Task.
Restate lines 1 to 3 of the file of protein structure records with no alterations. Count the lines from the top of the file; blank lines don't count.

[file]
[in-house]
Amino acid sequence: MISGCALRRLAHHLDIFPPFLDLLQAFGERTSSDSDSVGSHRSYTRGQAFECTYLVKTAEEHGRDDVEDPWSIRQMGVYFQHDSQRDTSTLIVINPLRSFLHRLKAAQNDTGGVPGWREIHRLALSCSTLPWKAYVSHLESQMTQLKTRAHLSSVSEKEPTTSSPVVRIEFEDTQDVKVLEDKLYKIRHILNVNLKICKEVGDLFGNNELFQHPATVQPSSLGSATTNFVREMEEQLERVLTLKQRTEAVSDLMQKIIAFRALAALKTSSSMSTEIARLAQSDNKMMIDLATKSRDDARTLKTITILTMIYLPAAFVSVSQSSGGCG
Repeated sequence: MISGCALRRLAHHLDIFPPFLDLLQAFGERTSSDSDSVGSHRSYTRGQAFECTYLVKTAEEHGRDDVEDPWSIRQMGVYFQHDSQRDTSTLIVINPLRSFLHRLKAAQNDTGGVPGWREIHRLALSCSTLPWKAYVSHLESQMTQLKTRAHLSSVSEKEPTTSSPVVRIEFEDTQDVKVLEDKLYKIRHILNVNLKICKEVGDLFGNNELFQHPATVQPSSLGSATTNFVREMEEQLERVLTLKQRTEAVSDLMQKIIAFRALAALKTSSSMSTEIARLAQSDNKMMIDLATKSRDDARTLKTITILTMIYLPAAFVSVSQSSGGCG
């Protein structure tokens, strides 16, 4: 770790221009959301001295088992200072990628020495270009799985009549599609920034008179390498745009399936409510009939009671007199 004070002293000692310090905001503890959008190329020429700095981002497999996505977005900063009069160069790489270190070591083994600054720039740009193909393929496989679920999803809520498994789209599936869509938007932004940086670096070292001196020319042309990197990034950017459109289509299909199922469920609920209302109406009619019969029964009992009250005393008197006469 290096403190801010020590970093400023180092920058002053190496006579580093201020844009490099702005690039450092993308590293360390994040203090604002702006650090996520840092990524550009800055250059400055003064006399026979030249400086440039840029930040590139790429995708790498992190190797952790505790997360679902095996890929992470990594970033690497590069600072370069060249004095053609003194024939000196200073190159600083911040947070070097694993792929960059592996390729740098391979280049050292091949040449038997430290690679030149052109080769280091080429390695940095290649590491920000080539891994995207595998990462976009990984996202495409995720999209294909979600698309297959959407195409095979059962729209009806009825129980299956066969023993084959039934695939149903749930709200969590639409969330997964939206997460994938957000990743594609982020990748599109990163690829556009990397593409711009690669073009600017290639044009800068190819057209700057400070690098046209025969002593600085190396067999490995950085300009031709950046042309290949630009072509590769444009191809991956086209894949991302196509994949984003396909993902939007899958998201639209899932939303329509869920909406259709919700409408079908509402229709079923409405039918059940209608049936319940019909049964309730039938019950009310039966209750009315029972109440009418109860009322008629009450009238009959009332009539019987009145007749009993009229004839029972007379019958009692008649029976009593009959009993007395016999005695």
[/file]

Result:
[in-house]
Amino acid sequence: MISGCALRRLAHHLDIFPPFLDLLQAFGERTSSDSDSVGSHRSYTRGQAFECTYLVKTAEEHGRDDVEDPWSIRQMGVYFQHDSQRDTSTLIVINPLRSFLHRLKAAQNDTGGVPGWREIHRLALSCSTLPWKAYVSHLESQMTQLKTRAHLSSVSEKEPTTSSPVVRIEFEDTQDVKVLEDKLYKIRHILNVNLKICKEVGDLFGNNELFQHPATVQPSSLGSATTNFVREMEEQLERVLTLKQRTEAVSDLMQKIIAFRALAALKTSSSMSTEIARLAQSDNKMMIDLATKSRDDARTLKTITILTMIYLPAAFVSVSQSSGGCG
Repeated sequence: MISGCALRRLAHHLDIFPPFLDLLQAFGERTSSDSDSVGSHRSYTRGQAFECTYLVKTAEEHGRDDVEDPWSIRQMGVYFQHDSQRDTSTLIVINPLRSFLHRLKAAQNDTGGVPGWREIHRLALSCSTLPWKAYVSHLESQMTQLKTRAHLSSVSEKEPTTSSPVVRIEFEDTQDVKVLEDKLYKIRHILNVNLKICKEVGDLFGNNELFQHPATVQPSSLGSATTNFVREMEEQLERVLTLKQRTEAVSDLMQKIIAFRALAALKTSSSMSTEIARLAQSDNKMMIDLATKSRDDARTLKTITILTMIYLPAAFVSVSQSSGGCG